Media

Te ao pāpāho

We welcome your suggestions of websites, books, films and any other media of interest to lesbians and queer women.

Enjoying The Breaker Upperers
A new (old) book: Despised and Rejected
Blogs

We appreciate the original cartoons provided by Helen Courtney. This one, Flight of fancy, seems to fit particularly well with Media.

‘Typical’ New Zealand humour? – enjoying The Breaker Upperers

Is it funny? Is it painful? Is it both??

The Breaker Upperers is definitely a buddy movie with a difference. For starters, the buddies are women.

We love Madeleine Sami, of course, and as co-creator and co-lead, she’s engaging the whole time.

The premise is straightforward: sometimes people recognise their relationship isn’t right, but they aren’t good at telling their soon-to-be-ex. (That’s certainly one recognisable Kiwi trait, right there.) So, what do you do? – you find the Breaker Upperers, that’s what, and they do it for you. With more or less elaborate scenarios, and with more or less success. The ‘less success’ is a Kiwi trope, too.

You get what you are looking for in this film, I think. It’s filmed in several Auckland locations, so that will make it familiar to many. It’s full of New Zealand accents and perspectives and senses of humour. Some of that humour is of the painful, embarrassing kind … and that has overwhelmed other content for some.

But if you want to enjoy a good laugh, provoke yourself to think about interpersonal relationships, and friendship, and support a unique NZ take on a ‘buddy’ movie, go and see it.

Also look out for: Karen O’Leary as a fab police officer!

Looking for more online? Start with their promo website; clicking on any of the links will take you to the movie website, with national listing dates.

Not sure about my perspective? – read reviews on Rotten Tomatoes.  View the trailer on YouTube or other YouTube link. They are also on Facebook and Instagram. AK

A new (old) book: Despised and Rejected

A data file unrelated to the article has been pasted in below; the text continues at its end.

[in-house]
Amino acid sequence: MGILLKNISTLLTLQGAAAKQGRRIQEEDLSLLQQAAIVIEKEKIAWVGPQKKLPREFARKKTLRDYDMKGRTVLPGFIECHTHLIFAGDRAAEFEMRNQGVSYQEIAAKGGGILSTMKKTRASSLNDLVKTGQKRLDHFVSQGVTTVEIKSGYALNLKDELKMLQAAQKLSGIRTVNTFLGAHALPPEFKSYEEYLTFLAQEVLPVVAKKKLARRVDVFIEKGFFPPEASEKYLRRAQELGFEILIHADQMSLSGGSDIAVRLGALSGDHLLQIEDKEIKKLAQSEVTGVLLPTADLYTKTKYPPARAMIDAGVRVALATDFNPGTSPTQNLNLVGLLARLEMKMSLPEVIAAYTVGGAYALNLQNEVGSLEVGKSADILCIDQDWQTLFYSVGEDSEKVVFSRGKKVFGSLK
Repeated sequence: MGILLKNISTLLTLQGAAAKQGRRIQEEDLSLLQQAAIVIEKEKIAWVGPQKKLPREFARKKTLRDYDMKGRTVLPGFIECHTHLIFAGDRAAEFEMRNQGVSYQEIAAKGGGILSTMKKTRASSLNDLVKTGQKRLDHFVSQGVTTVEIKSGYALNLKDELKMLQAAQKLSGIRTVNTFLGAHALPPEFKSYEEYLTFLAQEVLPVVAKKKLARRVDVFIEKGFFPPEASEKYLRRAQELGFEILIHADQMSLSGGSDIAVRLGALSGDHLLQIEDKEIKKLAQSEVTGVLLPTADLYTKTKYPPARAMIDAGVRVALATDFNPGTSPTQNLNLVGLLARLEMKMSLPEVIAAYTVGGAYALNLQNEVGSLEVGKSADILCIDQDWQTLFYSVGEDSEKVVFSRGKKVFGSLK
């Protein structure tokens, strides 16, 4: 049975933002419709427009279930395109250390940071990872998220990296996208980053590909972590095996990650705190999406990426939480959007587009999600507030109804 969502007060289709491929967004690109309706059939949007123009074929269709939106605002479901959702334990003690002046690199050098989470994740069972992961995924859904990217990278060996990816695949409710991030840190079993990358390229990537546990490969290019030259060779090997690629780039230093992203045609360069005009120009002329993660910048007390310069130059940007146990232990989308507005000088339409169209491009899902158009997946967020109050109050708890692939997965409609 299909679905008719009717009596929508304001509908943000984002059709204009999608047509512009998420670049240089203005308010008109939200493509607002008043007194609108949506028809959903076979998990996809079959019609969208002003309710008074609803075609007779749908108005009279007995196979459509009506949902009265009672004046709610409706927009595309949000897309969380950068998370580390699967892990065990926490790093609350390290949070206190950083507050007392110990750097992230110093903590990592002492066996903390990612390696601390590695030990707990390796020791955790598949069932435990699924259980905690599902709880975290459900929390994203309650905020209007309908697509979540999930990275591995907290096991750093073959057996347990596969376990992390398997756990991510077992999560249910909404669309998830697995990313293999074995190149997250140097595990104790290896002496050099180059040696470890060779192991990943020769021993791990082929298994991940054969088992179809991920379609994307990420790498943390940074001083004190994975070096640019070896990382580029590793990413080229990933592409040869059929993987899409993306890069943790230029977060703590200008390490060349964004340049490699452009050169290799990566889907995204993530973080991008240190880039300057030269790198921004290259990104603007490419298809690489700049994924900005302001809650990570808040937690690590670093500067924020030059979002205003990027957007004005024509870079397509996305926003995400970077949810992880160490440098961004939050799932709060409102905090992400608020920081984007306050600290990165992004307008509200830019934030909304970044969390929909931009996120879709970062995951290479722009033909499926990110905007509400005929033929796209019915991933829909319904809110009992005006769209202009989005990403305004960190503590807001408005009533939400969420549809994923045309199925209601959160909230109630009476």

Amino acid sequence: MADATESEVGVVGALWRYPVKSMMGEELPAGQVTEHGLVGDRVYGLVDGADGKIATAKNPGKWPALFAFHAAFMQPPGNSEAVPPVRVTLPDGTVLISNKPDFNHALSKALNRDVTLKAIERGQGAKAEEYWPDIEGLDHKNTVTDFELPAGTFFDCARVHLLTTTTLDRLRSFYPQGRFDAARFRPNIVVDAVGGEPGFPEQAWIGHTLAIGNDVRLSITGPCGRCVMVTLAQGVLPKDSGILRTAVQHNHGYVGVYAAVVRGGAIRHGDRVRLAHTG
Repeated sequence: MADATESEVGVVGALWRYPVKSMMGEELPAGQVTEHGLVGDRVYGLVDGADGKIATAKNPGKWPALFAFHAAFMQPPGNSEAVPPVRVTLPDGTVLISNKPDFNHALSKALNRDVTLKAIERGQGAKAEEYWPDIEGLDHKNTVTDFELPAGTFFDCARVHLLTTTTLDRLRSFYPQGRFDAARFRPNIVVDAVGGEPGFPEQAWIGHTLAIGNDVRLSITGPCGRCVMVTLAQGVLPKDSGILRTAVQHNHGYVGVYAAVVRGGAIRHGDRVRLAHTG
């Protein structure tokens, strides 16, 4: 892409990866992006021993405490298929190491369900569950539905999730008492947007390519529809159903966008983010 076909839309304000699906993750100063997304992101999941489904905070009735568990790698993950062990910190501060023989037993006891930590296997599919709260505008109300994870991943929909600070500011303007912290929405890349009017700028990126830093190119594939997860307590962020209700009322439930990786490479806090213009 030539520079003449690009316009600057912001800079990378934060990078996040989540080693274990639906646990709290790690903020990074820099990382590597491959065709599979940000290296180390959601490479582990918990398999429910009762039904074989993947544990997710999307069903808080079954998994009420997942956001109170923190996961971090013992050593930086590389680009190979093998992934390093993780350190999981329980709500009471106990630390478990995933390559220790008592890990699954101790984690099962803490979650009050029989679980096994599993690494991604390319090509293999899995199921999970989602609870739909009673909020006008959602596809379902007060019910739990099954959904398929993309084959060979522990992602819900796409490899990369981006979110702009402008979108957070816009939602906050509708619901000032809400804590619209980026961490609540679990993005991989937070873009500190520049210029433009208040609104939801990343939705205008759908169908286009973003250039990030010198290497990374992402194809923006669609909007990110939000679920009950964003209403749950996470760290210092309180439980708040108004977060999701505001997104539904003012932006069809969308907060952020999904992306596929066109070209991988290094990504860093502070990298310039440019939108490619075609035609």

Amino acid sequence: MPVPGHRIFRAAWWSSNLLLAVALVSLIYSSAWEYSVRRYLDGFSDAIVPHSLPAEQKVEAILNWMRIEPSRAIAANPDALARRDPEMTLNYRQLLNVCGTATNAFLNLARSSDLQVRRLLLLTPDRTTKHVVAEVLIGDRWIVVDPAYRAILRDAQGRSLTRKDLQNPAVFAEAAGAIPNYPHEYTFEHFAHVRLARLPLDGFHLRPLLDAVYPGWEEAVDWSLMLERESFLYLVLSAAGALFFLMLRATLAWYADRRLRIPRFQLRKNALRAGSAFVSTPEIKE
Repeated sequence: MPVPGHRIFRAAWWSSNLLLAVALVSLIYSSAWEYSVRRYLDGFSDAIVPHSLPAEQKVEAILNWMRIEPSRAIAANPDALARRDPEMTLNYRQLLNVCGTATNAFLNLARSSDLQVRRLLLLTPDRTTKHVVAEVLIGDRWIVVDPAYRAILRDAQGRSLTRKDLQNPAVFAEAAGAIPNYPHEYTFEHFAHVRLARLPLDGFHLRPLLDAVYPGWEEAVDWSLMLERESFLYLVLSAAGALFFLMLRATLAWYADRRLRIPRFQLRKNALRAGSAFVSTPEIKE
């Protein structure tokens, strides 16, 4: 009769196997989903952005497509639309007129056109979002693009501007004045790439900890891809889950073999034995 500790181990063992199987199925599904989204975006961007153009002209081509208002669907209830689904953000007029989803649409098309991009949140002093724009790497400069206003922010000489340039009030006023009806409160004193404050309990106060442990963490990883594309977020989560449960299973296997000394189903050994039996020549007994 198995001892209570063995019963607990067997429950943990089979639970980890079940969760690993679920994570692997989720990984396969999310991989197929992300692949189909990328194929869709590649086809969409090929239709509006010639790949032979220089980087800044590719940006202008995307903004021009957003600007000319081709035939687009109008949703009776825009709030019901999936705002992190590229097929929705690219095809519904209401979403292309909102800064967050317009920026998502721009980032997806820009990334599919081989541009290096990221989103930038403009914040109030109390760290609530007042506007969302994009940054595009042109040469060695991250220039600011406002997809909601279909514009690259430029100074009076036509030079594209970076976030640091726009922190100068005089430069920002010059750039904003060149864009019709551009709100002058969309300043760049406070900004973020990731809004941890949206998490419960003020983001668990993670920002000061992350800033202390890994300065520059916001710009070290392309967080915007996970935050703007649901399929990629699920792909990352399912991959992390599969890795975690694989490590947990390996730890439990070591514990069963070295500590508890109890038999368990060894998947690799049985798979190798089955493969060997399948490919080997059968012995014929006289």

Persephone Books are a publisher and bookshop in London, specialising in “neglected fiction and non-fiction by mid-twentieth century (mostly) women writers”.

Despised and Rejected is one of the new spring/summer publications. First published in 1918, before the end of WWI, it has “strong themes of opposition to war, acceptance of homosexuality, tolerance of others”.

The central character is Dennis, gay, who becomes a conscientious objector. He is close friends with Antoinette, “who has not realised she is lesbian but is unabashed when she does”. Dennis, in contrast, agonises. The novel “was much ahead of its time in its depiction of homosexual love and desire, in Antoinette’s ‘crushes’ and slow acceptance that she won’t be able to be in love with a man, in its honest attitude to the war, and in the radical way it links maleness with belligerence and being gay with the refusal to kill”.

The book is clearly worth reading. Also interesting is its legal fate: published late May 1918, it received a “polite review” in the Times Literary Supplement in June. In October there was a two-day trial of the publisher. The prosecution was explicitly in relation to the pacifism; the press reporting at the time (see above), noting that it was not an ‘obscenity’ trial, quoted a description of the work as ‘morally unhealthy and most pernicious’. Remaining copies of the work (800 had been sold) were seized and destroyed. Note, this was 10 years before The Well of Loneliness was banned, and just days before the armistice (11 November 1918).

Read more on the Persephone website, and check their full publication list. Visit them if you are in London.